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Movie Review

Sydney Wells is an independent-minded concert violinist who lives a happy, successful life. She also happens to be blind—and has been since an unfortunate accident took her sight when she was 5. But that part of her day-to-day is about to change. Thanks to recent neural surgery breakthroughs, Sydney is now a candidate for a double corneal transplant.

The surgery goes smashingly. Sydney's recovery, however, hits a few road bumps when she starts seeing shadowy figures that shouldn't be there. Her doctor says it's no problem. But to Sydney, seeing things that appear to be dark spirits leading away the dead qualifies as most definitely a problem.

Ophthalmologist Paul Faulkner steps in to help the young woman's mind adjust to her new eyes. He doesn't really believe the ghost stories and thinks he can help her tamp down an overactive imagination. But Sydney's ghosts are becoming horrifyingly real and there seems to be some kind of pattern to the visions.

Then, when she accidentally realizes that the reflection in the mirror isn't her own face, but the face of another woman, the young violinist decides to take action. She must find the anonymous eye donor before her eyes drive her mad.


Positive Elements

Sydney is a very likable gal. Everyone gets along with her. And she hasn't let her handicap stop her from achieving a happy, fruitful life.

When things take a potentially deadly turn—as they are wont to do in films such as this—she struggles to save the lives of those around her. Even when blind, she saves a young skateboarder's life and stops him from rolling into heavy traffic. Later, she takes physical damage to protect a little girl.

Paul doesn't initially believe Sydney's stories, but he eventually risks his doctor's license to help her. Sydney's sister, Helen, is very loving and protective of her. A young cancer sufferer assures Sydney that she needn't be frightened: "Life is beautiful."

Spiritual Content

Seeing ghosts. And seeing ghosts being led away by really creepy shadow spirits with howling expressions and sharp teeth. That's the spiritual world of The Eye. When disaster is about to strike, these faint figures congregate to usher away the spirits of the dead. In one scene, Sydney sees a bus full of people each accompanied by their own black wraith.

With her new eyes, Sydney is also able to see things that almost give her prophetic insight into the future. And, as it turns out, the woman who originally owned her supernatural eyes was called a witch by children in her neighborhood. They write MUERE BRUJA (Die Witch) on the side of her house.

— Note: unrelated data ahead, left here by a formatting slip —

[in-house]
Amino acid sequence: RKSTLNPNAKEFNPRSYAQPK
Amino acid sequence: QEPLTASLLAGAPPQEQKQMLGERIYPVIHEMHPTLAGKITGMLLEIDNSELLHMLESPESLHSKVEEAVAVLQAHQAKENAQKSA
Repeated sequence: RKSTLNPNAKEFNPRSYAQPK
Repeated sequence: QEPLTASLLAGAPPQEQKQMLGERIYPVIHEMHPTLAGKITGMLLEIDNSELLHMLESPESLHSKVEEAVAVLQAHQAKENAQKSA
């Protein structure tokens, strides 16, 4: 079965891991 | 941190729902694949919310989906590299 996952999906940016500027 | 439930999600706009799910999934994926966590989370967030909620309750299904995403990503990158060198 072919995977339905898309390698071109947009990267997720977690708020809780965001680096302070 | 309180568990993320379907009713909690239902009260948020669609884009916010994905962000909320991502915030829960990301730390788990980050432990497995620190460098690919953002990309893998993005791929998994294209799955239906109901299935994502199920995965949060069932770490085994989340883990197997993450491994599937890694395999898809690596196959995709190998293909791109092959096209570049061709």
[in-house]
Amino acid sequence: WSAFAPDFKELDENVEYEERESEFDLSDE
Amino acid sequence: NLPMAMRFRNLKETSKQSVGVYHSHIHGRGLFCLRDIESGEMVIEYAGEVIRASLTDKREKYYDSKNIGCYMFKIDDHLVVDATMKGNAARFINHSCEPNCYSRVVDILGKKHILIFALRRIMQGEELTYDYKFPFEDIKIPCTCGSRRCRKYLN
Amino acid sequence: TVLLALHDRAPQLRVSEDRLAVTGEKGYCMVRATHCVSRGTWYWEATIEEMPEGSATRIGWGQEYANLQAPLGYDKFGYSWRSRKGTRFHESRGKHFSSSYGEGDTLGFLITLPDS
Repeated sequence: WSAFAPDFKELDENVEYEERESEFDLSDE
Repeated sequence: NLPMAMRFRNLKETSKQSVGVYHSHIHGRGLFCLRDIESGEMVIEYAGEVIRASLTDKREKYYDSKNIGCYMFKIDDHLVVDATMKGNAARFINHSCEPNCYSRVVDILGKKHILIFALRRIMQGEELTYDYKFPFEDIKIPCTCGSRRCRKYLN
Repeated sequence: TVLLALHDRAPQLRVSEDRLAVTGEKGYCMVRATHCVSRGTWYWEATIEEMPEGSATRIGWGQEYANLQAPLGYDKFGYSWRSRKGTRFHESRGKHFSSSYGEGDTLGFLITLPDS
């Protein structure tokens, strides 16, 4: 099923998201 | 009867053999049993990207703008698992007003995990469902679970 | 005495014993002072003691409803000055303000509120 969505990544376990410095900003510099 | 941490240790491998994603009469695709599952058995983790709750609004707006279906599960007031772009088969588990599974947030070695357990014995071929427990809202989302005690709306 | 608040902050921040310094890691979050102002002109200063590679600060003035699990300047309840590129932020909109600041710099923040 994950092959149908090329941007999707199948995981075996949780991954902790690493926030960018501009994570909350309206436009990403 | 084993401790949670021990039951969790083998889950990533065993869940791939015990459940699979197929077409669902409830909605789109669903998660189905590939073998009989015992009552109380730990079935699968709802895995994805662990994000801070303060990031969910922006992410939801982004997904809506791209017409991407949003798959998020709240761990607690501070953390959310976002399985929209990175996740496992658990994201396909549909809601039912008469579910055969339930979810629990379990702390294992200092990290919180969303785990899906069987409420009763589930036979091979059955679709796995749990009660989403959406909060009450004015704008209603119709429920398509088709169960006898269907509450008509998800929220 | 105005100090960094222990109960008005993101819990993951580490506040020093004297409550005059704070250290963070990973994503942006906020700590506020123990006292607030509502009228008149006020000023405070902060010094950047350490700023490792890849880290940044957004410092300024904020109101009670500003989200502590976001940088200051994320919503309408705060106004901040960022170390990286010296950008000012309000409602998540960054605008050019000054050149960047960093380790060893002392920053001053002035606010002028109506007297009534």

A woman says her dead daughter is "destined to repeat her death every day and unable to find peace." She pleads with Sydney to "save" her.

Sexual Content

Sydney's naked, full-body profile is seen through a translucent shower door as she sits on the floor. She steps out and the camera focuses on close-up shots of her back, shoulder, abdomen and the top of her backside as she dresses in panties and a tank top. Sydney also wears low-cut sundresses.

Violent Content

A young woman hangs herself from a pipe in her basement. We see her writhe in agony as the wire around her neck digs into her skin. Sydney frees her, but the bloodied woman dies in her arms.

A speeding car crashes into a gas tanker and causes an enormous explosion that sends other vehicles flying. That same explosion breaks a truck window and (in slow motion) shoots broken glass into someone's eyes.

Sydney has repeated bad dreams that flash images of a young girl trapped in a burning bus, a man on fire, explosions and a woman with blood streaming from her eyes. Those dreams spill over into what seems to be real life. For instance, in one scene Sydney finds herself in a burning room in which a fire-ravaged man grabs her arm and sears her flesh. In another vision she's inside a restaurant that bursts into flames.

We catch a profile glimpse of a ghostly figure who appears to have his face eaten away. A boy jumps out a 14th story window. It's a ghostly image, but Sydney breaks the glass to reach him and cuts her arm in the process. We see a boy and an older woman with burn scars on their faces. A woman keels over during a heart attack.

Crude or Profane Language

An s-word and "a--" each make a single appearance.

Drug and Alcohol Content

Sydney takes a swig from a bottle of alcohol.

Other Negative Elements


The Eye is an American-made flick based on the Hong Kong film Jian Gui. And so it imports some of the moody environs and eerie, herky-jerky filming techniques that one will commonly find in today's Asian horror. But it also adds something that's been somewhat rare in contemporary terror fare—a happy ending. In fact, it goes so far as to turn a ghosty-negative into a save-the-innocent positive.

It reaches that goal with scares produced by bumps in the night and blurry images rather than tanker trucks full of gore and body parts. It even has likeable characters leading the way: Jessica Alba invitingly portrays Sydney as the girl-next-door we can identify with and root for.

But although this is a movie that keeps its, uh, eyes off the gory shenanigans of many of its B-grade spooky-movie classmates, it remains, alas, a B-grade spooky movie. There are ample numbers of ragged-toothed spirits and thump-on-your-window jump scenes designed to assign nightmare homework. A number of quick shots of open wounds and burning flesh try their best to keep you away from the lunchroom. Worse, a twisted—counterfeit—supernatural world of prophetic visions and evil death guides teaches all the wrong lessons.

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